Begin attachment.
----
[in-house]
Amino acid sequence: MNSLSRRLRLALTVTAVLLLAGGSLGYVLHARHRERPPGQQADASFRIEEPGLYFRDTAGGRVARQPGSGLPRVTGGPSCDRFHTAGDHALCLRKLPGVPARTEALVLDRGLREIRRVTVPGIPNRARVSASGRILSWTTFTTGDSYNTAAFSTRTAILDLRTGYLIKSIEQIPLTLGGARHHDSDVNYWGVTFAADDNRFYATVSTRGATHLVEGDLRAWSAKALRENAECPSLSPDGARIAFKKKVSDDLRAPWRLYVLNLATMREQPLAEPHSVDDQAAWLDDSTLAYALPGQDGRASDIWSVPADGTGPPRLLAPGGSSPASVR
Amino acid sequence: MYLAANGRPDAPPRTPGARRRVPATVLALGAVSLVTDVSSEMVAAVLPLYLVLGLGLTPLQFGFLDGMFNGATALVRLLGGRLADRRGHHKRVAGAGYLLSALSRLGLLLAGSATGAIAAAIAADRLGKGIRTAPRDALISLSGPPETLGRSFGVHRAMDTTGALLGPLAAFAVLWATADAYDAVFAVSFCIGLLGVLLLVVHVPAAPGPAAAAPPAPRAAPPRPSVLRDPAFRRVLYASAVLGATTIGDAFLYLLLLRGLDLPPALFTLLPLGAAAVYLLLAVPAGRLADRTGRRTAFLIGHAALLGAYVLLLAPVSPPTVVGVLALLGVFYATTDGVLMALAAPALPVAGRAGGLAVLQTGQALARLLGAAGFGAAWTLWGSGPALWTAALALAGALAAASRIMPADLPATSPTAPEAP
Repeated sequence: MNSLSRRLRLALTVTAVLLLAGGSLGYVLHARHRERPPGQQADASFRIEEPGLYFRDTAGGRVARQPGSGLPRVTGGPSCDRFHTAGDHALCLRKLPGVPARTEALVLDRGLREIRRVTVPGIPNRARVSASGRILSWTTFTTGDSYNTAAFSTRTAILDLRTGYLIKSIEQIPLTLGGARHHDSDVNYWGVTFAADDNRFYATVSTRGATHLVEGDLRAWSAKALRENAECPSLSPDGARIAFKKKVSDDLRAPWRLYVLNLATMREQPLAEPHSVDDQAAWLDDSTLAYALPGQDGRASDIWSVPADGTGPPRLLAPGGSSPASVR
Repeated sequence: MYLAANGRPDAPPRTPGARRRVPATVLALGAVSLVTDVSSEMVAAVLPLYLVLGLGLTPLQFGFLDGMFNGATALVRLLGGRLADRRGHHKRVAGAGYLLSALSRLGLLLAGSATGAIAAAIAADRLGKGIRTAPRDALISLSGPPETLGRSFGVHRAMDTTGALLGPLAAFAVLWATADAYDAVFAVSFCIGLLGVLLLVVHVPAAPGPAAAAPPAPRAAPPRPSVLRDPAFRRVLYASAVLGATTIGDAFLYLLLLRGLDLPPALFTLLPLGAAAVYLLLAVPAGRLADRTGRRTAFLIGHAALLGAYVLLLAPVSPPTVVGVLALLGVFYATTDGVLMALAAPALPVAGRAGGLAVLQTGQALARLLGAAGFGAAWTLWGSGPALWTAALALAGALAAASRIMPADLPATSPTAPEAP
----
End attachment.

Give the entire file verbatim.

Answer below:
[in-house]
Amino acid sequence: MNSLSRRLRLALTVTAVLLLAGGSLGYVLHARHRERPPGQQADASFRIEEPGLYFRDTAGGRVARQPGSGLPRVTGGPSCDRFHTAGDHALCLRKLPGVPARTEALVLDRGLREIRRVTVPGIPNRARVSASGRILSWTTFTTGDSYNTAAFSTRTAILDLRTGYLIKSIEQIPLTLGGARHHDSDVNYWGVTFAADDNRFYATVSTRGATHLVEGDLRAWSAKALRENAECPSLSPDGARIAFKKKVSDDLRAPWRLYVLNLATMREQPLAEPHSVDDQAAWLDDSTLAYALPGQDGRASDIWSVPADGTGPPRLLAPGGSSPASVR
Amino acid sequence: MYLAANGRPDAPPRTPGARRRVPATVLALGAVSLVTDVSSEMVAAVLPLYLVLGLGLTPLQFGFLDGMFNGATALVRLLGGRLADRRGHHKRVAGAGYLLSALSRLGLLLAGSATGAIAAAIAADRLGKGIRTAPRDALISLSGPPETLGRSFGVHRAMDTTGALLGPLAAFAVLWATADAYDAVFAVSFCIGLLGVLLLVVHVPAAPGPAAAAPPAPRAAPPRPSVLRDPAFRRVLYASAVLGATTIGDAFLYLLLLRGLDLPPALFTLLPLGAAAVYLLLAVPAGRLADRTGRRTAFLIGHAALLGAYVLLLAPVSPPTVVGVLALLGVFYATTDGVLMALAAPALPVAGRAGGLAVLQTGQALARLLGAAGFGAAWTLWGSGPALWTAALALAGALAAASRIMPADLPATSPTAPEAP
Repeated sequence: MNSLSRRLRLALTVTAVLLLAGGSLGYVLHARHRERPPGQQADASFRIEEPGLYFRDTAGGRVARQPGSGLPRVTGGPSCDRFHTAGDHALCLRKLPGVPARTEALVLDRGLREIRRVTVPGIPNRARVSASGRILSWTTFTTGDSYNTAAFSTRTAILDLRTGYLIKSIEQIPLTLGGARHHDSDVNYWGVTFAADDNRFYATVSTRGATHLVEGDLRAWSAKALRENAECPSLSPDGARIAFKKKVSDDLRAPWRLYVLNLATMREQPLAEPHSVDDQAAWLDDSTLAYALPGQDGRASDIWSVPADGTGPPRLLAPGGSSPASVR
Repeated sequence: MYLAANGRPDAPPRTPGARRRVPATVLALGAVSLVTDVSSEMVAAVLPLYLVLGLGLTPLQFGFLDGMFNGATALVRLLGGRLADRRGHHKRVAGAGYLLSALSRLGLLLAGSATGAIAAAIAADRLGKGIRTAPRDALISLSGPPETLGRSFGVHRAMDTTGALLGPLAAFAVLWATADAYDAVFAVSFCIGLLGVLLLVVHVPAAPGPAAAAPPAPRAAPPRPSVLRDPAFRRVLYASAVLGATTIGDAFLYLLLLRGLDLPPALFTLLPLGAAAVYLLLAVPAGRLADRTGRRTAFLIGHAALLGAYVLLLAPVSPPTVVGVLALLGVFYATTDGVLMALAAPALPVAGRAGGLAVLQTGQALARLLGAAGFGAAWTLWGSGPALWTAALALAGALAAASRIMPADLPATSPTAPEAP